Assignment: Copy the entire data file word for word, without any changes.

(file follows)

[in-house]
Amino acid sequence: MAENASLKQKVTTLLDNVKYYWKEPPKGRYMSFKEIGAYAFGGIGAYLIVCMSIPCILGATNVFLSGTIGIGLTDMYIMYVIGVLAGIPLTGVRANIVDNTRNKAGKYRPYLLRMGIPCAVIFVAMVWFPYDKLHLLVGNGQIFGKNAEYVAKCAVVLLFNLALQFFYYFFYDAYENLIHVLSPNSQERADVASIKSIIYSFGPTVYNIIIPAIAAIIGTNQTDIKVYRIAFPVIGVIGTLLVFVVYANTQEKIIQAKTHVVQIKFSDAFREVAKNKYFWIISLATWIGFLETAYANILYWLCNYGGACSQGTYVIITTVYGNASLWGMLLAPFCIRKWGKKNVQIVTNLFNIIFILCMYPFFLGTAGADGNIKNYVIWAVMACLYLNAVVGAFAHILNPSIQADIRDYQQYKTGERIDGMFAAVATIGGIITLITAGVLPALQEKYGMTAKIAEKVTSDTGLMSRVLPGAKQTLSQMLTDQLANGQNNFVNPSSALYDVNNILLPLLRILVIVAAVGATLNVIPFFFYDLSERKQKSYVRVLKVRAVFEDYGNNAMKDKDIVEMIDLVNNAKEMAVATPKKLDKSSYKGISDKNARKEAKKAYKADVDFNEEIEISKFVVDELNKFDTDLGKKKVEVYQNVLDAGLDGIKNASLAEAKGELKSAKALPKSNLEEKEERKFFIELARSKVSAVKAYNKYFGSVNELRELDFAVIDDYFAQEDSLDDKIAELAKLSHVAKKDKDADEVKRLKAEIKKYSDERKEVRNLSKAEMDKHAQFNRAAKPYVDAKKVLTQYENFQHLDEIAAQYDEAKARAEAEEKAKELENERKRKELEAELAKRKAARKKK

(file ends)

[in-house]
Amino acid sequence: MAENASLKQKVTTLLDNVKYYWKEPPKGRYMSFKEIGAYAFGGIGAYLIVCMSIPCILGATNVFLSGTIGIGLTDMYIMYVIGVLAGIPLTGVRANIVDNTRNKAGKYRPYLLRMGIPCAVIFVAMVWFPYDKLHLLVGNGQIFGKNAEYVAKCAVVLLFNLALQFFYYFFYDAYENLIHVLSPNSQERADVASIKSIIYSFGPTVYNIIIPAIAAIIGTNQTDIKVYRIAFPVIGVIGTLLVFVVYANTQEKIIQAKTHVVQIKFSDAFREVAKNKYFWIISLATWIGFLETAYANILYWLCNYGGACSQGTYVIITTVYGNASLWGMLLAPFCIRKWGKKNVQIVTNLFNIIFILCMYPFFLGTAGADGNIKNYVIWAVMACLYLNAVVGAFAHILNPSIQADIRDYQQYKTGERIDGMFAAVATIGGIITLITAGVLPALQEKYGMTAKIAEKVTSDTGLMSRVLPGAKQTLSQMLTDQLANGQNNFVNPSSALYDVNNILLPLLRILVIVAAVGATLNVIPFFFYDLSERKQKSYVRVLKVRAVFEDYGNNAMKDKDIVEMIDLVNNAKEMAVATPKKLDKSSYKGISDKNARKEAKKAYKADVDFNEEIEISKFVVDELNKFDTDLGKKKVEVYQNVLDAGLDGIKNASLAEAKGELKSAKALPKSNLEEKEERKFFIELARSKVSAVKAYNKYFGSVNELRELDFAVIDDYFAQEDSLDDKIAELAKLSHVAKKDKDADEVKRLKAEIKKYSDERKEVRNLSKAEMDKHAQFNRAAKPYVDAKKVLTQYENFQHLDEIAAQYDEAKARAEAEEKAKELENERKRKELEAELAKRKAARKKK